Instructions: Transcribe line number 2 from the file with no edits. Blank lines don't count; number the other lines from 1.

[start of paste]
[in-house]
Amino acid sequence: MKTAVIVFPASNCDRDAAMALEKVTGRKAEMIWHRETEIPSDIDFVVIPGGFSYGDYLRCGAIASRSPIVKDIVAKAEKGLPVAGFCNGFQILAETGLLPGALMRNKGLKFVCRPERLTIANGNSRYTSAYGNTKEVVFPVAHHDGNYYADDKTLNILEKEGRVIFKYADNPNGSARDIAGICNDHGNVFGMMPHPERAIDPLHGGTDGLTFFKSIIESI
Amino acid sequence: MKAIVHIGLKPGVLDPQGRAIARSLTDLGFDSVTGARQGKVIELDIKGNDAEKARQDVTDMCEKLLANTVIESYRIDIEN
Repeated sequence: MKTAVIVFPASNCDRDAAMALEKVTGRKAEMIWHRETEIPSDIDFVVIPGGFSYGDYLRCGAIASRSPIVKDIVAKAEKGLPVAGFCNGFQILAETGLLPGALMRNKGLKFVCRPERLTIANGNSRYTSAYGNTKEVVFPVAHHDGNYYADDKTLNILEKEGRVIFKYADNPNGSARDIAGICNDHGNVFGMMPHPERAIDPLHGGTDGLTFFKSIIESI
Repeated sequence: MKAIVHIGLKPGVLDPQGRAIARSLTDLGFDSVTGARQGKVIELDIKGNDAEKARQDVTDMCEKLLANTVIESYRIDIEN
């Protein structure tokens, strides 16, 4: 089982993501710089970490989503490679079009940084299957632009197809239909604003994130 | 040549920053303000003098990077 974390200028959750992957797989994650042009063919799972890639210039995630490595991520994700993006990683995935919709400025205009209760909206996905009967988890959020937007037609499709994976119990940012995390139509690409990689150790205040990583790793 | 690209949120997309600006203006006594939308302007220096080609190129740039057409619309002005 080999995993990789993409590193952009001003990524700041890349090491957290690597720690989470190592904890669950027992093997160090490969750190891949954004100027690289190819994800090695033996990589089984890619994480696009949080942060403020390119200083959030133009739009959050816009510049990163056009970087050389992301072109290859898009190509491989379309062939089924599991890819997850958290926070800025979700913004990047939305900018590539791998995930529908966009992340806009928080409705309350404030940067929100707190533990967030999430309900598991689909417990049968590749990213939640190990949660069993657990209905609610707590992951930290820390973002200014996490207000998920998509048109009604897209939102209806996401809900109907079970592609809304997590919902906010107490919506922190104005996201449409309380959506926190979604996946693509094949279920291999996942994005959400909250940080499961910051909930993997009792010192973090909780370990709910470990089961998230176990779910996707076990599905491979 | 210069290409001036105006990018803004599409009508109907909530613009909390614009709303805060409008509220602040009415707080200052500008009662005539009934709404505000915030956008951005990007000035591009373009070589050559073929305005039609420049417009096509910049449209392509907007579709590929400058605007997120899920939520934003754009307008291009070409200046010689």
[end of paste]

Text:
Amino acid sequence: MKTAVIVFPASNCDRDAAMALEKVTGRKAEMIWHRETEIPSDIDFVVIPGGFSYGDYLRCGAIASRSPIVKDIVAKAEKGLPVAGFCNGFQILAETGLLPGALMRNKGLKFVCRPERLTIANGNSRYTSAYGNTKEVVFPVAHHDGNYYADDKTLNILEKEGRVIFKYADNPNGSARDIAGICNDHGNVFGMMPHPERAIDPLHGGTDGLTFFKSIIESI